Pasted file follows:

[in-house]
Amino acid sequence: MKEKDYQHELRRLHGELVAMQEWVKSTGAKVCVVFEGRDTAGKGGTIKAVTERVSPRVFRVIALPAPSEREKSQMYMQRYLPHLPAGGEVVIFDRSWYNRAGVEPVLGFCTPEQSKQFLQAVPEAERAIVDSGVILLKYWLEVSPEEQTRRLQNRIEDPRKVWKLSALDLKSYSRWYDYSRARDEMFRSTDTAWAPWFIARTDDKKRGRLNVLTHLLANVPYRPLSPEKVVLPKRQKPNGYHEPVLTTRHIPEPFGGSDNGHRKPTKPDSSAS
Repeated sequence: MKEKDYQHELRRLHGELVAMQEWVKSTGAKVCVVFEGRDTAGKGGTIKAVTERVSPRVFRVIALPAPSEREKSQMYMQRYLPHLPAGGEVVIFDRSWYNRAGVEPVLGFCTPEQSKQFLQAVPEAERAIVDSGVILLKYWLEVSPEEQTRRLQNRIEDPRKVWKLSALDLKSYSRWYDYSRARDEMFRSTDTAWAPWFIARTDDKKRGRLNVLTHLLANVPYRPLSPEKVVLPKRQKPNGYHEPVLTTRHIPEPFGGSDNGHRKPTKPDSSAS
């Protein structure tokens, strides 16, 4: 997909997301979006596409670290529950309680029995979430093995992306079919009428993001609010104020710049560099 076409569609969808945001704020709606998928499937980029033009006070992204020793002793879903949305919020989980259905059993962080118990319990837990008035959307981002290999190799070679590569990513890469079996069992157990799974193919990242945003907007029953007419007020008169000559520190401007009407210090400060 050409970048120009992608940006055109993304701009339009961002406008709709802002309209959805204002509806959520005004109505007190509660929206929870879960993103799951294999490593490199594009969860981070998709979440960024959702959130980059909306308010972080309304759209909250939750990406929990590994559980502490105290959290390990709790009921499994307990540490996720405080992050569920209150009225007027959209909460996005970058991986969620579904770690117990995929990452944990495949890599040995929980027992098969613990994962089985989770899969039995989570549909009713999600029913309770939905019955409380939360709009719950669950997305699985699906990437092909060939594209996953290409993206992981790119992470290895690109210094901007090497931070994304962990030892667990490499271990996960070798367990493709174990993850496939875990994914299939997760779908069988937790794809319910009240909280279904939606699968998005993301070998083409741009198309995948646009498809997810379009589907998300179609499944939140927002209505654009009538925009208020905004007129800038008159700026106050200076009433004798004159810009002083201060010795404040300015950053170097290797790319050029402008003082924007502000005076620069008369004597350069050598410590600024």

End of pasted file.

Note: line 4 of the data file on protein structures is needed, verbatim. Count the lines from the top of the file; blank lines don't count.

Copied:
């Protein structure tokens, strides 16, 4: 997909997301979006596409670290529950309680029995979430093995992306079919009428993001609010104020710049560099 076409569609969808945001704020709606998928499937980029033009006070992204020793002793879903949305919020989980259905059993962080118990319990837990008035959307981002290999190799070679590569990513890469079996069992157990799974193919990242945003907007029953007419007020008169000559520190401007009407210090400060 050409970048120009992608940006055109993304701009339009961002406008709709802002309209959805204002509806959520005004109505007190509660929206929870879960993103799951294999490593490199594009969860981070998709979440960024959702959130980059909306308010972080309304759209909250939750990406929990590994559980502490105290959290390990709790009921499994307990540490996720405080992050569920209150009225007027959209909460996005970058991986969620579904770690117990995929990452944990495949890599040995929980027992098969613990994962089985989770899969039995989570549909009713999600029913309770939905019955409380939360709009719950669950997305699985699906990437092909060939594209996953290409993206992981790119992470290895690109210094901007090497931070994304962990030892667990490499271990996960070798367990493709174990993850496939875990994914299939997760779908069988937790794809319910009240909280279904939606699968998005993301070998083409741009198309995948646009498809997810379009589907998300179609499944939140927002209505654009009538925009208020905004007129800038008159700026106050200076009433004798004159810009002083201060010795404040300015950053170097290797790319050029402008003082924007502000005076620069008369004597350069050598410590600024």